Martha's Vineyard International Film Festival this weekend
The Martha's Vineyard International Film Festival's four-day cinematic tour of the world starts tonight, Thursday, Sept. 10, and runs through Sunday, Sept. 13.
First stop is India, via "Sita Sings the Blues." This magical, animated film tells a modern version of the classic Indian epic, the Ramayana. "Sita" generated controversy among some Hindus, who, depending on their perspective, either find the film disrespectful or complain that its white Western creator is racist.
"There has been plenty of feedback," filmmaker Nina Paley said in a phone conversation. "Much less negative than positive...and I get it both from the left and the right." She will be attending the 8 pm screening at the Capawock Theatre along with the film's sound designer, Greg Sextro.
"Sita Sings the Blues" is the animator's first full-length film, and it parallels events in her own life. "I followed my husband to India in 2002," she said of her Indian husband, Dave, who wound up abandoning her. He is echoed in the film by a cartoon character of the same name.
"I read the story first in a comic book," Ms. Paley said. "I was shocked by how similar the story was to my own life. I had never encountered a heroine like Sita."
In the Ramayana, Sita and Rama are gods reincarnated as humans. Rama goes hunting and when he returns he finds that Sita has been abducted by the demon-king Ravana. Convinced that Sita is no longer pure, Rama banishes her.
The filmmaker read every version of the Ramayana story she could get her hands on, including DVDs of the 80s TV version, which she says has become the canon.
Ms. Paley modernizes the story through a variety of innovative cinematic techniques. "I like playing with forms," she said. The movie demonstrates that fact.
Shadow puppets in the foreground carry on conversations about events like audience members, debating the behavior of Rama and Sita. Since each puppet's voice is that of an Indian who comes from a part of the country with different versions of the Ramayana, the discussions lend liveliness and texture to the movie version.
Sometimes Sita is a Betty Boop-style figure. Ms. Paley incorporates classic songs by 20s jazz singer Annette Hanshaw. In other parts, characters appear as collages or figures from imitation mughal paintings.
Rotoscoping, which turns photographs into cartoon versions, is also employed, producing a feast of color and variety that reflects the richness of the Ramayana myth itself.
Most 35 mm independent films win a small release are and then quickly forgotten. By offering "Sita Sings the Blues" without charge on the Internet, Ms. Paley has made sure that the film is never lost. It is the first viable feature film to be distributed in this manner.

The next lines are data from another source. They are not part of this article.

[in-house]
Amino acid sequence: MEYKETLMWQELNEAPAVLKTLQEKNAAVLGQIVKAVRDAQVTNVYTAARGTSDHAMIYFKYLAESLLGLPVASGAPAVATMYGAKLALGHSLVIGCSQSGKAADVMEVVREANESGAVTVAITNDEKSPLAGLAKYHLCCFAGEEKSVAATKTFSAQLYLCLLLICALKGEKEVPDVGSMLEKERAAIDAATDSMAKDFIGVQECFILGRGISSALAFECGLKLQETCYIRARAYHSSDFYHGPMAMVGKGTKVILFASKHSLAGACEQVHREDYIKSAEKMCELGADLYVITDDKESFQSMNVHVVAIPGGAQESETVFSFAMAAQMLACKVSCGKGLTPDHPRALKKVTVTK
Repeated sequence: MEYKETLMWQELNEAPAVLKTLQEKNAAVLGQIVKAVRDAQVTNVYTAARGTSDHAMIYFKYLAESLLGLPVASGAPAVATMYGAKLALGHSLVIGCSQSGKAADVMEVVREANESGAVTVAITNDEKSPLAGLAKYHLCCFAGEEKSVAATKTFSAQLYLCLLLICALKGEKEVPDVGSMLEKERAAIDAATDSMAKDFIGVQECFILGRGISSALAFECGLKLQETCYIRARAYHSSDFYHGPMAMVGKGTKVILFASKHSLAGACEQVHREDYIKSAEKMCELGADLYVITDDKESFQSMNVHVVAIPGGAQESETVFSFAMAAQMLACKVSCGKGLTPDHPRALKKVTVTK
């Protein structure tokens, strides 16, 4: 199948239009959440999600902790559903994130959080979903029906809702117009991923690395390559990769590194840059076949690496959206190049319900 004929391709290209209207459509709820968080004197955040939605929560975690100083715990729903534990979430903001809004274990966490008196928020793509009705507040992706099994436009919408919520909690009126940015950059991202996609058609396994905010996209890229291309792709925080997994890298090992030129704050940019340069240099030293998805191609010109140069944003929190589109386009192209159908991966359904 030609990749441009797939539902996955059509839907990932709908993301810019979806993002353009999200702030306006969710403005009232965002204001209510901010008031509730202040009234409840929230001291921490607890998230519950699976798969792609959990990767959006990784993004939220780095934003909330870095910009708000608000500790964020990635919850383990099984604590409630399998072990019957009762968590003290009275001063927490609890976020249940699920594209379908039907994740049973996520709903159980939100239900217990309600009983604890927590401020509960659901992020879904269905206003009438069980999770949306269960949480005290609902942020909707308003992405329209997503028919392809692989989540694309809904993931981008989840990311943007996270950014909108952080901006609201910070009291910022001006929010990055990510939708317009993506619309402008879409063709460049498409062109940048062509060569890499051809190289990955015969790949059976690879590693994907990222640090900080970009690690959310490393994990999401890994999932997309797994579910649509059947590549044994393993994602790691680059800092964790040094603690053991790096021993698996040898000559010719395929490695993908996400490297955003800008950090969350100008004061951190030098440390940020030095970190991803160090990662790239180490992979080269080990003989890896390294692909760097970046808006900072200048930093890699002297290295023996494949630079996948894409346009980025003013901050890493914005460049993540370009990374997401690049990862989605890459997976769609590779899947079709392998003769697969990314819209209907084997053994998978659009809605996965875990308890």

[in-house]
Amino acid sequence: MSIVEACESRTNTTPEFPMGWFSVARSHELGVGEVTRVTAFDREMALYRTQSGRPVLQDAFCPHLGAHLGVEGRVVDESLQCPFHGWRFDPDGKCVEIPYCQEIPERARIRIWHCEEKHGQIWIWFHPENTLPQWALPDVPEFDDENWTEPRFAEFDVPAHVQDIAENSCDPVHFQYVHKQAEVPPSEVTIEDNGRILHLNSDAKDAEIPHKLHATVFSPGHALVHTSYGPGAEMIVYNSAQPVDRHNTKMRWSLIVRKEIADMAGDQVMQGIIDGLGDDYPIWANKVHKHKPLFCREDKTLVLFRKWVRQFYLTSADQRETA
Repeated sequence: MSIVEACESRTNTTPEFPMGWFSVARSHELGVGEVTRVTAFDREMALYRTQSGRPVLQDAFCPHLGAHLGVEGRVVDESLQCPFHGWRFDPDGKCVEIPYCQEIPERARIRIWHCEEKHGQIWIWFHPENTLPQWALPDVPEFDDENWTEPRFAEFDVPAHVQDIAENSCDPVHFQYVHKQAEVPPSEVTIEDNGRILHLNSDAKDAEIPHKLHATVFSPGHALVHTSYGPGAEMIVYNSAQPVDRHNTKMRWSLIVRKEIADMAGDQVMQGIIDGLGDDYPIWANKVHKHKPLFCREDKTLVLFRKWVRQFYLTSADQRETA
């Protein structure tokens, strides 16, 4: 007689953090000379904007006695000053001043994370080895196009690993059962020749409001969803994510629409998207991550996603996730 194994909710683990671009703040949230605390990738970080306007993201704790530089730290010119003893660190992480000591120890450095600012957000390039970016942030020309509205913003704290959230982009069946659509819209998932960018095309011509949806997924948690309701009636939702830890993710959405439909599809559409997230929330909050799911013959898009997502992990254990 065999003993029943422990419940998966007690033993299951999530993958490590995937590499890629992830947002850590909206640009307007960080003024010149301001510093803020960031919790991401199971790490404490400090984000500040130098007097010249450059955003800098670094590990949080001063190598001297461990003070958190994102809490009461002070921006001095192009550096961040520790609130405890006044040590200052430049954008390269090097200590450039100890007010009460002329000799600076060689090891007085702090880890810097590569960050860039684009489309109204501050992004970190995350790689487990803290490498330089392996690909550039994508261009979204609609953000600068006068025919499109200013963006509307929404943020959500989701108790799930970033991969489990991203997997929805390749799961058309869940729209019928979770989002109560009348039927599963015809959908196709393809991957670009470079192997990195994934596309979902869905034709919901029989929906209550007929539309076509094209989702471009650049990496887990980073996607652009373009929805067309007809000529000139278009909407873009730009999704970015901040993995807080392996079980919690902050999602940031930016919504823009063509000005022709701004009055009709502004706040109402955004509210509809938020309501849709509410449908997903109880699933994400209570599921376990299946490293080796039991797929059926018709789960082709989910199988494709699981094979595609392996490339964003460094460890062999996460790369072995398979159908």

"I'm not wealthy, but I've become a free culture advocate," Ms. Paley said. "The audience basically advertises the film. If they like it, they often buy the DVD. It's a complete paradigm shift."
Although Ms. Paley borrowed a neighbor's Super 8 camera when she was 12 or 13 and played around with animation, she didn't start an animation career until she was 30 years old, about 10 years ago. Before then, she worked as a newspaper cartoonist and was syndicated in 50 newspapers. She says she turned to animation after burning out on print cartoons.
Ms. Paley's return to Martha's Vineyard will be the first since she was 12. "I remember riding my bike there," she said. Now she says she thinks of it as a mysterious, exotic island.
Highlights of the four days of films from 18 nations include another animated feature, "Waltz With Bashir." Playing Friday afternoon, this Oscar-nominated Israeli film is a riveting account of a soldier remembering the first Israeli-Lebanon war. Islander Paul Karasik will introduce "Waltz With Bashir."
Detlef Gericke-Schonhagen, director of the Boston Goethe Institut, will introduce "Cherry Blossoms," about a German widower who visits Japan, Friday evening.
Also on Friday, Mindy Todd, host of The Point on WCAI, will introduce "The Pope's Toilet," a comedy at the Katharine Cornell Theatre about His Eminence's visit to a small Uruguayan town in 1988. At the Capawock Theatre, the Japan Society of Boston's president, Peter Grilli, will introduce "Departures," which won the 2009 Oscar for Best Foreign Film.
On Saturday, director Amin Matalqa will answer questions about his film, "Captain Abu Raed," being shown at the Capawock Theatre. In it a janitor finds a pilot's hat and pretends to be a flier.
Actor Zenobia Shroff, who stars in "Little Zizou," will attend the screening of that film as a special guest on Saturday at the Katharine Cornell Theatre.
Also introducing films will be animator Bill Plympton, writer Geraldine Brooks, comic Marty Nadler and Cape Cod Times film critic Tim Miller. Liz Witham and Ken Wentworth of Film-Truth Productions will present "Think Globally, Shoot Locally," a compendium of local filmmakers' work.
"Sita Sings the Blues" Sept. 10 at 8 pm at the Capawock Theatre, and again Sunday, Sept. 13, at 12 noon at the Katharine Cornell Theatre.
For complete listings of screening and events, consult the MVIFF special section in the September 3 Martha's Vineyard Times, or go to mvfilmfest.com.
Brooks Robards writes on theater, art, film, and books for The Martha's Vineyard Times.